As Emelio Pucci’s political career flourished, the ways of fashion were changing in ways that he made Pucci feel “Isolated” (Scott, “Obituary, Emilio Pucci”). For example, in the 1970’s and 1980’s new names such as Armani and Versace arrived in the midst of Italian Fashion being moved from Florence to Milan, where it remains today. The design influences of this time were characterized by the belief of equality of all people, as a range of talents and ideas from all kinds of people began flourish and start a more unified society, better known as being more “pop inspired” (Rupert, “Obituary, Emilio Pucci”).
Emilio Pucci’s legacy in the Industry of fashion has and will always influence the works of later designers, merchandisers, and retailers who aspire to build a platform as high as his. Such designers include Anna Sui, Gianni Versace, Macy’s, and Target to name a few. Before the passing of Emilio Pucci in, as an example of his everlasting legacy, Gianni Versace created a 1960’s Emilio Pucci inspired line that was a replica of Pucci’s designs. His strong influence on later designers, from a larger scale, can also be seen in designs carried at Macy’s and Target. For example, in 2008 Targets Mossimo brand created dresses that were very similar to the designs of Pucci by repeating his “psychedelic prints and vivid colors” as said by Audrey Diestelkamp in her article King of Prints. Macy’s also created a line of sportswear dresses (baby doll and sheath) in 2008 that identified with the designs from Emilio Pucci. The dresses not only had familiar colors, such as those seen at target, but also geometric prints in combination with the bold colors such as turquoise, magenta, cyan, and black to add a dramatic effect (Diestelkamp, “King of Prints”). Both Mossimo and Macy’s designs did not have the best quality of designs as Pucci’s, because their market prices are meant to be affordable even to the unwealthy, but they both succeeded in the movements of garments as they draped and swayed around a woman’s body like garments made by Emilio Pucci. As said by Audrey Diestelkamp “His designs and guiding philosophies translate to the vast American marketplace, making high style accessible to any shopper interested in fashion” which can be proven based on what I have discussed so far.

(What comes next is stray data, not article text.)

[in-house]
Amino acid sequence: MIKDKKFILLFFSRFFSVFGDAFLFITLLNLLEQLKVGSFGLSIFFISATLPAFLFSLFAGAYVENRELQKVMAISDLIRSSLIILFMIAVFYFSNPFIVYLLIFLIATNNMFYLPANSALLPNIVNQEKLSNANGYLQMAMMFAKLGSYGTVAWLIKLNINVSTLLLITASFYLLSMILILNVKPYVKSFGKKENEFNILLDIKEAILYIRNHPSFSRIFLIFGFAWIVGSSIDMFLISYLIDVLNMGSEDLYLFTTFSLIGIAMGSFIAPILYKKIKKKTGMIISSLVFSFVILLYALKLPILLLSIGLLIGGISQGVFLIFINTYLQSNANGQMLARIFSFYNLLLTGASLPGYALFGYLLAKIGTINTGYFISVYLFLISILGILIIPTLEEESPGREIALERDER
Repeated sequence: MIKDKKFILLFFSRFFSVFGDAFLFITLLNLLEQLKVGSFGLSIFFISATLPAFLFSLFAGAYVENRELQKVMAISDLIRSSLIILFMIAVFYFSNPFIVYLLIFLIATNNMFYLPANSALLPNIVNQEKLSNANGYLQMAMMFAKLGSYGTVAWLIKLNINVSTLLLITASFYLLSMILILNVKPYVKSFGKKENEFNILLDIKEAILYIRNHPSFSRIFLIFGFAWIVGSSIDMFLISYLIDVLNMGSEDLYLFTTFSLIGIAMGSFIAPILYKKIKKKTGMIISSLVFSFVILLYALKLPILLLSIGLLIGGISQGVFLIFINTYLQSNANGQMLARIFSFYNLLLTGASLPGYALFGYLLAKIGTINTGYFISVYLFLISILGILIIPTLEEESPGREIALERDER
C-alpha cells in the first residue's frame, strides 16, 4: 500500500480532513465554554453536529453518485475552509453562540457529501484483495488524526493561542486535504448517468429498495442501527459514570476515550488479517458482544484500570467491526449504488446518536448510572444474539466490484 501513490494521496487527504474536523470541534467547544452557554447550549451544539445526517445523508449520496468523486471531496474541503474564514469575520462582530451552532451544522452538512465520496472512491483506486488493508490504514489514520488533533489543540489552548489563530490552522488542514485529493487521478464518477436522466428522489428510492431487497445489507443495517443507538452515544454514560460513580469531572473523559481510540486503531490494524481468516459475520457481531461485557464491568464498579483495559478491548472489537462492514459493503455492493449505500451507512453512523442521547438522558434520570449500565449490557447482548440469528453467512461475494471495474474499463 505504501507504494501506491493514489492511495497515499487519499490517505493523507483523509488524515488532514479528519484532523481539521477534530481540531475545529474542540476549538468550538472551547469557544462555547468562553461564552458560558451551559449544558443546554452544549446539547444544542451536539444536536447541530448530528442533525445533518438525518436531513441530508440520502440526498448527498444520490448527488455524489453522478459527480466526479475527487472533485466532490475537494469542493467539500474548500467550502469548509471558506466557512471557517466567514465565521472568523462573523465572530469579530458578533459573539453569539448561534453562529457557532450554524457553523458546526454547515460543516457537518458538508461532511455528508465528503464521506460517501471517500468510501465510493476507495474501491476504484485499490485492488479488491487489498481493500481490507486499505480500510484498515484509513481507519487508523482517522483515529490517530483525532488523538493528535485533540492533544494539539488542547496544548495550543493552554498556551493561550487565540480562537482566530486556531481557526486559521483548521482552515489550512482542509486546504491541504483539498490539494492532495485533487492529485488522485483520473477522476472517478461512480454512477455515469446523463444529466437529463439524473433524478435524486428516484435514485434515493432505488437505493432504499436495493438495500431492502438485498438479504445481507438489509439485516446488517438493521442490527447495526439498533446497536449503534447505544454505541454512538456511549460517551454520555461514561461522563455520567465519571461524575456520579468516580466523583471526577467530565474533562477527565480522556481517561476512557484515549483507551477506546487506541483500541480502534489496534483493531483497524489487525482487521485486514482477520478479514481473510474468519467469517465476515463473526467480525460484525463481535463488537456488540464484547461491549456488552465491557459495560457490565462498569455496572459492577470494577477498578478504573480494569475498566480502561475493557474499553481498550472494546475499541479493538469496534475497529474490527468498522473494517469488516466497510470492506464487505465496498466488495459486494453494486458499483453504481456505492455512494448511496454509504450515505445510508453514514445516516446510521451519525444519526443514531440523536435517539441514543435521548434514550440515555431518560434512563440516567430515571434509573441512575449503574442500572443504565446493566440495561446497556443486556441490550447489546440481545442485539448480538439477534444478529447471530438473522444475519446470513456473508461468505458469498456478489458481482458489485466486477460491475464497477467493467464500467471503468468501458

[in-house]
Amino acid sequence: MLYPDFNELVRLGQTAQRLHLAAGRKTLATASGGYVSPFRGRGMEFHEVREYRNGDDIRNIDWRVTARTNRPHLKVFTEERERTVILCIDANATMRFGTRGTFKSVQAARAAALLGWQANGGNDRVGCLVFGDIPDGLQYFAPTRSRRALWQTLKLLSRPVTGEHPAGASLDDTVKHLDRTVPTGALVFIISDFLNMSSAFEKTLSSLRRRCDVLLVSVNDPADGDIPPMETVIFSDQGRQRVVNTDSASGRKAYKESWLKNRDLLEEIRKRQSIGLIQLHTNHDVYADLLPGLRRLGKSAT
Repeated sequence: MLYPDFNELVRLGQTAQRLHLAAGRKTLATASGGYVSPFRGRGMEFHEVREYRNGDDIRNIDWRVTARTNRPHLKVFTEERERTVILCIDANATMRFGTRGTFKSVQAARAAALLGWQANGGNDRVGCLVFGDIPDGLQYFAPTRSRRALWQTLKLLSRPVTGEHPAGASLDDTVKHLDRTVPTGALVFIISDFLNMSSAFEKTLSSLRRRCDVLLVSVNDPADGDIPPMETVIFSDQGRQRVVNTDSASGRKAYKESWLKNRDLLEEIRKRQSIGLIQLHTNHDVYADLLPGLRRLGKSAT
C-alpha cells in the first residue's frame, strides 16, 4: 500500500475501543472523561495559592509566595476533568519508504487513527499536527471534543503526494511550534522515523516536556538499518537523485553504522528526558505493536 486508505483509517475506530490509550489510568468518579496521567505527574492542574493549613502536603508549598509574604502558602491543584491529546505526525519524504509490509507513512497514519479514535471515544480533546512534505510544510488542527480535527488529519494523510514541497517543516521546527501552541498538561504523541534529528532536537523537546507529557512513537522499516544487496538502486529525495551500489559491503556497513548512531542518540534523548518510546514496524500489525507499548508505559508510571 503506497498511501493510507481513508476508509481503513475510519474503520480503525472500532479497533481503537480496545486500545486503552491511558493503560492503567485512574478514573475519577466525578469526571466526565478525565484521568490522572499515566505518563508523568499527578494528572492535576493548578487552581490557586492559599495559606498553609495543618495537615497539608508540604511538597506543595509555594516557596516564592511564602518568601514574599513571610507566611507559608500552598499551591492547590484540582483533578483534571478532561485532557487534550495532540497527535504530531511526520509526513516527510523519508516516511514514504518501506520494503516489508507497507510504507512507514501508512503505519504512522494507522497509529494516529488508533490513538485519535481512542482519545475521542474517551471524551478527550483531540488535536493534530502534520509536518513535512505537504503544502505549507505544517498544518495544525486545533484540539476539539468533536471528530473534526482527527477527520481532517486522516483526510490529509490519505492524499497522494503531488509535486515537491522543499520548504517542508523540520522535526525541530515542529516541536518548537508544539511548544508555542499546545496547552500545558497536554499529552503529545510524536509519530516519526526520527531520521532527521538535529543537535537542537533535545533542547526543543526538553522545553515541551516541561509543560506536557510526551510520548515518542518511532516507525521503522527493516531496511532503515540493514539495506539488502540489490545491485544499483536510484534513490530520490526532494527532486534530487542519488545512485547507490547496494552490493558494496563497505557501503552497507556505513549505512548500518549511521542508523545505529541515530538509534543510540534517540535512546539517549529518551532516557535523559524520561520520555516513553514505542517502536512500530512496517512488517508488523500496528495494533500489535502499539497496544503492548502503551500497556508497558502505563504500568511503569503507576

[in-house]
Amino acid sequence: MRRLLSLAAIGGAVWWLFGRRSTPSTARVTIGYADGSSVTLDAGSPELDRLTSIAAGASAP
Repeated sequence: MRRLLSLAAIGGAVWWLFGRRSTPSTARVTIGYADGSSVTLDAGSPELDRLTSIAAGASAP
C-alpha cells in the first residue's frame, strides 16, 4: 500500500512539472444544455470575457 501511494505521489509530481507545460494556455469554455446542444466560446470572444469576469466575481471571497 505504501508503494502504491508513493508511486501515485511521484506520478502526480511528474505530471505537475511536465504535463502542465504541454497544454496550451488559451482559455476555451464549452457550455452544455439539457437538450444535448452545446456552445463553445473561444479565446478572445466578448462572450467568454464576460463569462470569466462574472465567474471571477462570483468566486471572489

He was certainly the most important figure in Italian fashion during the 1950s and the 1960s. He never studied fashion. He was the first Italian designer to achieve a considerable commercial success, winning the Neiman Marcus award for “distinguished service” in the field of fashion in 1954 in America (Scott, “Obituary, Emilio Pucci”). In 1964, Vogue described him as the man who had ‘personally invented the look of the moment’ (Scott, “Obituary, Emilio Pucci”). In the mid 1950s, Pucci saved a 300-year-old silk factory from the wrecking ball and restored it to its previous condition. Politically, he stood for Parliament in 1964 on the Liberal list, and served as a deputy in Rome for nine years. He was also active in the city politics of Florence, leading the Liberal group in Palazzo Vecchio. But for all his political achievements he will be remembered the most as someone who brought “verve and playfulness to mid-20th-century clothing” as expressed by Basye in the article The Story behind the styles. Emilio Pucci died in 1992 and his daughter Laudomia Pucci took charge of the company. His career as a fashion designer and government official is inspiring and very influential to designers after him.